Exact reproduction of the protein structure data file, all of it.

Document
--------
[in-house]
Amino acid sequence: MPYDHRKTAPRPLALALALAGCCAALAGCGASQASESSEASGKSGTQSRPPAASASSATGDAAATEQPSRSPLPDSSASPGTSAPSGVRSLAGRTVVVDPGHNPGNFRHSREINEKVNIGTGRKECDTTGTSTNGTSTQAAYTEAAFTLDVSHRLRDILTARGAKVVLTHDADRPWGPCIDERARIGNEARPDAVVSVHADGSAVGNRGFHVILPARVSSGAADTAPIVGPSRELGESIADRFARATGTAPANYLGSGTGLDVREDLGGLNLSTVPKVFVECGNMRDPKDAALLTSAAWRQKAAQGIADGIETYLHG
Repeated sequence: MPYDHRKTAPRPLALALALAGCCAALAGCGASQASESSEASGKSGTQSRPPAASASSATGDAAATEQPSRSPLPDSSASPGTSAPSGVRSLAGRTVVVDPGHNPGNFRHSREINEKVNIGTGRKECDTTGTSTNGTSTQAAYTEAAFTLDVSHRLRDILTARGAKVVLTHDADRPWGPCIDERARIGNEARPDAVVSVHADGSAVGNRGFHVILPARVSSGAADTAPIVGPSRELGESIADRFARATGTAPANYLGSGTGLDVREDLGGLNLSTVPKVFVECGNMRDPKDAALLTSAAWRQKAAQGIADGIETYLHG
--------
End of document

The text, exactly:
[in-house]
Amino acid sequence: MPYDHRKTAPRPLALALALAGCCAALAGCGASQASESSEASGKSGTQSRPPAASASSATGDAAATEQPSRSPLPDSSASPGTSAPSGVRSLAGRTVVVDPGHNPGNFRHSREINEKVNIGTGRKECDTTGTSTNGTSTQAAYTEAAFTLDVSHRLRDILTARGAKVVLTHDADRPWGPCIDERARIGNEARPDAVVSVHADGSAVGNRGFHVILPARVSSGAADTAPIVGPSRELGESIADRFARATGTAPANYLGSGTGLDVREDLGGLNLSTVPKVFVECGNMRDPKDAALLTSAAWRQKAAQGIADGIETYLHG
Repeated sequence: MPYDHRKTAPRPLALALALAGCCAALAGCGASQASESSEASGKSGTQSRPPAASASSATGDAAATEQPSRSPLPDSSASPGTSAPSGVRSLAGRTVVVDPGHNPGNFRHSREINEKVNIGTGRKECDTTGTSTNGTSTQAAYTEAAFTLDVSHRLRDILTARGAKVVLTHDADRPWGPCIDERARIGNEARPDAVVSVHADGSAVGNRGFHVILPARVSSGAADTAPIVGPSRELGESIADRFARATGTAPANYLGSGTGLDVREDLGGLNLSTVPKVFVECGNMRDPKDAALLTSAAWRQKAAQGIADGIETYLHG